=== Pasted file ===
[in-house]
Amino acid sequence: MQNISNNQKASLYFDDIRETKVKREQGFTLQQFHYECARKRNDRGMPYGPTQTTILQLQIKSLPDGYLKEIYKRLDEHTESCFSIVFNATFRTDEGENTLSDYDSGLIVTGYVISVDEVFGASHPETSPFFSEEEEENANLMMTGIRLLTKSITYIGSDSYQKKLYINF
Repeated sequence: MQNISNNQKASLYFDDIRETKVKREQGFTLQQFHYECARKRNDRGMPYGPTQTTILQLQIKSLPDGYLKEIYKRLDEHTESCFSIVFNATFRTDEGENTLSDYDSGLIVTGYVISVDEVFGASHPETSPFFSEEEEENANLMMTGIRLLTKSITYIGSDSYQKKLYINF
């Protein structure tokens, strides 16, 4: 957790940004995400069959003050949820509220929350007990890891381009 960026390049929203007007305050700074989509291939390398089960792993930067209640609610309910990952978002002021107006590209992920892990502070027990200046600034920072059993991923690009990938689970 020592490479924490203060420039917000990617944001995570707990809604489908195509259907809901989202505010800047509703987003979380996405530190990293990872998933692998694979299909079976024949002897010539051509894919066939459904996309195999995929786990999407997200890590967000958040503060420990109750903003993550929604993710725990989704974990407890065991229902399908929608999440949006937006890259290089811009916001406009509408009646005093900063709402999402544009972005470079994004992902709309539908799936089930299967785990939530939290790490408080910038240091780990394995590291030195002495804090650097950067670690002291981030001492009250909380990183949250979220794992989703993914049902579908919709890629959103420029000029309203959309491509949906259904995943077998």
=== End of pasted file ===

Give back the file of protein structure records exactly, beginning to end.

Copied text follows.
[in-house]
Amino acid sequence: MQNISNNQKASLYFDDIRETKVKREQGFTLQQFHYECARKRNDRGMPYGPTQTTILQLQIKSLPDGYLKEIYKRLDEHTESCFSIVFNATFRTDEGENTLSDYDSGLIVTGYVISVDEVFGASHPETSPFFSEEEEENANLMMTGIRLLTKSITYIGSDSYQKKLYINF
Repeated sequence: MQNISNNQKASLYFDDIRETKVKREQGFTLQQFHYECARKRNDRGMPYGPTQTTILQLQIKSLPDGYLKEIYKRLDEHTESCFSIVFNATFRTDEGENTLSDYDSGLIVTGYVISVDEVFGASHPETSPFFSEEEEENANLMMTGIRLLTKSITYIGSDSYQKKLYINF
């Protein structure tokens, strides 16, 4: 957790940004995400069959003050949820509220929350007990890891381009 960026390049929203007007305050700074989509291939390398089960792993930067209640609610309910990952978002002021107006590209992920892990502070027990200046600034920072059993991923690009990938689970 020592490479924490203060420039917000990617944001995570707990809604489908195509259907809901989202505010800047509703987003979380996405530190990293990872998933692998694979299909079976024949002897010539051509894919066939459904996309195999995929786990999407997200890590967000958040503060420990109750903003993550929604993710725990989704974990407890065991229902399908929608999440949006937006890259290089811009916001406009509408009646005093900063709402999402544009972005470079994004992902709309539908799936089930299967785990939530939290790490408080910038240091780990394995590291030195002495804090650097950067670690002291981030001492009250909380990183949250979220794992989703993914049902579908919709890629959103420029000029309203959309491509949906259904995943077998």